Colorectal cancer (C18-20)

bowelColorectal cancer, also referred to as bowel cancer, is the third most common cancer in males and the second most common in females worldwide.1 The most prominent non-modifiable risk factor is age, with over 90% of cases being diagnosed in people over 50 years of age.2 Another established non-modifiable risk is adult-attained height[a].3

A personal or family history of colorectal cancer, polyps and specific inherited genetic conditions and a personal history of inflammatory bowel disease increase bowel cancer risk.2, 4 Processed meat, and to a lesser extent red meat, consumption increases risk of bowel cancer as well as alcohol and tobacco consumption. 3, 5-8 Obesity also increases risk whereas physical activity decreases risk.3 Occupational exposure to asbestos and X- and γ-radiation also increase risk.9, 10

Risk_factors_bowelEarly-stage colorectal cancer typically has no symptoms, therefore screening is currently the only method for early diagnosis.2 The Australian screening program started in 2006 and the target age groups are being expanded to provide access for all people aged 50-74 to biennial screening by 2019-20.11-13

bowel_graphOur analysis showed a small overall increase in bowel cancer incidence (2%). In contrast, there was a statistically significant decline of 47% in mortality. Reduced mortality is probably due to improved treatment technology and better adherence to national management and treatment guidelines.14-17 The greatest future reductions in bowel cancer mortality across the whole population are expected to be gained from screening.18 Attaining sufficient coverage of screening is, however, an ongoing challenge in countries that have tried to implement such programs.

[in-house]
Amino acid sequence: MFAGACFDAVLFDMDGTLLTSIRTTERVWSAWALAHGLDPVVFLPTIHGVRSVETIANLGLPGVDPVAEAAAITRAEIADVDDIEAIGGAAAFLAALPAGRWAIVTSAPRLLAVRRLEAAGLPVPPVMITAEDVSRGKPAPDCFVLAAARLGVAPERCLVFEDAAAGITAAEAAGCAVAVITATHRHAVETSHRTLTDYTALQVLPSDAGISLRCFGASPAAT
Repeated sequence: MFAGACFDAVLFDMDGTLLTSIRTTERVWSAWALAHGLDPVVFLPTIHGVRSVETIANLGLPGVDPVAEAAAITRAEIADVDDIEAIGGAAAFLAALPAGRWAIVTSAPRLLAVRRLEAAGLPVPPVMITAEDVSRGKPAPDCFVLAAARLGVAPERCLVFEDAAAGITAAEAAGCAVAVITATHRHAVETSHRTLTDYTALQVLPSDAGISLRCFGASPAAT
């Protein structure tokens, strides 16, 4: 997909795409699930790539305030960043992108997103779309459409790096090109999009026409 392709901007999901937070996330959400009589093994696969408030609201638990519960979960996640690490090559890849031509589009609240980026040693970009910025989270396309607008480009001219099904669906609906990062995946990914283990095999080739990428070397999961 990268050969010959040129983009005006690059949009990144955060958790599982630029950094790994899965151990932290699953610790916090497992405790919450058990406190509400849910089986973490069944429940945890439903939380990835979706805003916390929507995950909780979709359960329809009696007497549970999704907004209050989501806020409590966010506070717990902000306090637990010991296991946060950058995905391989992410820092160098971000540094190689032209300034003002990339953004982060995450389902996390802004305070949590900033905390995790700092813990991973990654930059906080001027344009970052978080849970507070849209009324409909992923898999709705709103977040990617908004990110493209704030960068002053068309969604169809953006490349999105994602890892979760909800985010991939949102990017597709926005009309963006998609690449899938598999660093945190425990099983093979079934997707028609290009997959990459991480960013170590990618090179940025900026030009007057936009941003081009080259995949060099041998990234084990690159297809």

Colorectal cancer deaths and incident cases in Australia 1987–2007

                                     Deaths+ Incident Cases +
Male Female Persons Male Female Persons
Observed in 2007 (O) 1,197 791 1,988 5,121 3,653 8,774
Expected in 2007 (E) § 2,205 1,580 3,785 4,921 3,680 8,600
Difference (O-E)  -1,008 -789 -1,797 200 -27 174
Change in (O-E)/E (%) -47 -50 -47 4 -1 2

#An average of the observed rates for 2006 to 2008 was applied to the 2007 population of Australians aged 74 and under to calculate the observed number of deaths and incident cases for 2007.
§An average of the observed rates for 1986 to 1988 was applied to the 2007 population of Australians aged 74 and under to calculate the expected number of deaths and incident cases for 2007.
+All figures have been rounded to the nearest whole number.

[a] This refers to how tall a person becomes as an adult, largely determined by genetics and environment factors in early life. When indicated as a risk factor, adult-attained height suggests that taller adults have higher risk.

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